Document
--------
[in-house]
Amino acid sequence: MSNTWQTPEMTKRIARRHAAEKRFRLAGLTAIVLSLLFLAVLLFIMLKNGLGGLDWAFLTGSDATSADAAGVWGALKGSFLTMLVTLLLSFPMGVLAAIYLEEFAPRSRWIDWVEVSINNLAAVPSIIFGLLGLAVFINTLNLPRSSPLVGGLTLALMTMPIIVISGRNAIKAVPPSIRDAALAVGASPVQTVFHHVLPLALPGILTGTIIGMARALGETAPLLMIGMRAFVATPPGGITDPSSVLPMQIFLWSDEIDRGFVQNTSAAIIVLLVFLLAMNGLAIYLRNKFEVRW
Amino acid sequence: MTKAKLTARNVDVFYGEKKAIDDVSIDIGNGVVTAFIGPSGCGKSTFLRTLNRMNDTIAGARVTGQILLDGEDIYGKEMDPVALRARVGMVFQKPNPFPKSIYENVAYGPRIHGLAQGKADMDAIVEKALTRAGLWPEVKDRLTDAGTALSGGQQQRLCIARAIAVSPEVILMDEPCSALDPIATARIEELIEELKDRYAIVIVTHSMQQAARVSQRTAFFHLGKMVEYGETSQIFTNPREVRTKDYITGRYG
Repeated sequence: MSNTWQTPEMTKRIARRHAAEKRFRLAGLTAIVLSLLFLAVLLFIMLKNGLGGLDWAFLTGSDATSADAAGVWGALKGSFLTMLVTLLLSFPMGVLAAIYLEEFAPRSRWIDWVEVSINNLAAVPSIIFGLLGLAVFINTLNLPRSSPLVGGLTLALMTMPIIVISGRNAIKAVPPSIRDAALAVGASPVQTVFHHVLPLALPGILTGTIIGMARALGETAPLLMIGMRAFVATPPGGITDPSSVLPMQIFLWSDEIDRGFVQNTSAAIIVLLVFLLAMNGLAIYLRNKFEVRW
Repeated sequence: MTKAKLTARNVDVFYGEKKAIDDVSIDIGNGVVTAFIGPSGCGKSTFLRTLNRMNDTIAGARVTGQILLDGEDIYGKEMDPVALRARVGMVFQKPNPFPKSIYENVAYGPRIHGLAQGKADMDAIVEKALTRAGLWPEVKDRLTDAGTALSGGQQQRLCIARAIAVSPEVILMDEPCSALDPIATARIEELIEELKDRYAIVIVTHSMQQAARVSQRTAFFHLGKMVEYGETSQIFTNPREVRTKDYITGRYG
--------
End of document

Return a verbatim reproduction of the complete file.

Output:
[in-house]
Amino acid sequence: MSNTWQTPEMTKRIARRHAAEKRFRLAGLTAIVLSLLFLAVLLFIMLKNGLGGLDWAFLTGSDATSADAAGVWGALKGSFLTMLVTLLLSFPMGVLAAIYLEEFAPRSRWIDWVEVSINNLAAVPSIIFGLLGLAVFINTLNLPRSSPLVGGLTLALMTMPIIVISGRNAIKAVPPSIRDAALAVGASPVQTVFHHVLPLALPGILTGTIIGMARALGETAPLLMIGMRAFVATPPGGITDPSSVLPMQIFLWSDEIDRGFVQNTSAAIIVLLVFLLAMNGLAIYLRNKFEVRW
Amino acid sequence: MTKAKLTARNVDVFYGEKKAIDDVSIDIGNGVVTAFIGPSGCGKSTFLRTLNRMNDTIAGARVTGQILLDGEDIYGKEMDPVALRARVGMVFQKPNPFPKSIYENVAYGPRIHGLAQGKADMDAIVEKALTRAGLWPEVKDRLTDAGTALSGGQQQRLCIARAIAVSPEVILMDEPCSALDPIATARIEELIEELKDRYAIVIVTHSMQQAARVSQRTAFFHLGKMVEYGETSQIFTNPREVRTKDYITGRYG
Repeated sequence: MSNTWQTPEMTKRIARRHAAEKRFRLAGLTAIVLSLLFLAVLLFIMLKNGLGGLDWAFLTGSDATSADAAGVWGALKGSFLTMLVTLLLSFPMGVLAAIYLEEFAPRSRWIDWVEVSINNLAAVPSIIFGLLGLAVFINTLNLPRSSPLVGGLTLALMTMPIIVISGRNAIKAVPPSIRDAALAVGASPVQTVFHHVLPLALPGILTGTIIGMARALGETAPLLMIGMRAFVATPPGGITDPSSVLPMQIFLWSDEIDRGFVQNTSAAIIVLLVFLLAMNGLAIYLRNKFEVRW
Repeated sequence: MTKAKLTARNVDVFYGEKKAIDDVSIDIGNGVVTAFIGPSGCGKSTFLRTLNRMNDTIAGARVTGQILLDGEDIYGKEMDPVALRARVGMVFQKPNPFPKSIYENVAYGPRIHGLAQGKADMDAIVEKALTRAGLWPEVKDRLTDAGTALSGGQQQRLCIARAIAVSPEVILMDEPCSALDPIATARIEELIEELKDRYAIVIVTHSMQQAARVSQRTAFFHLGKMVEYGETSQIFTNPREVRTKDYITGRYG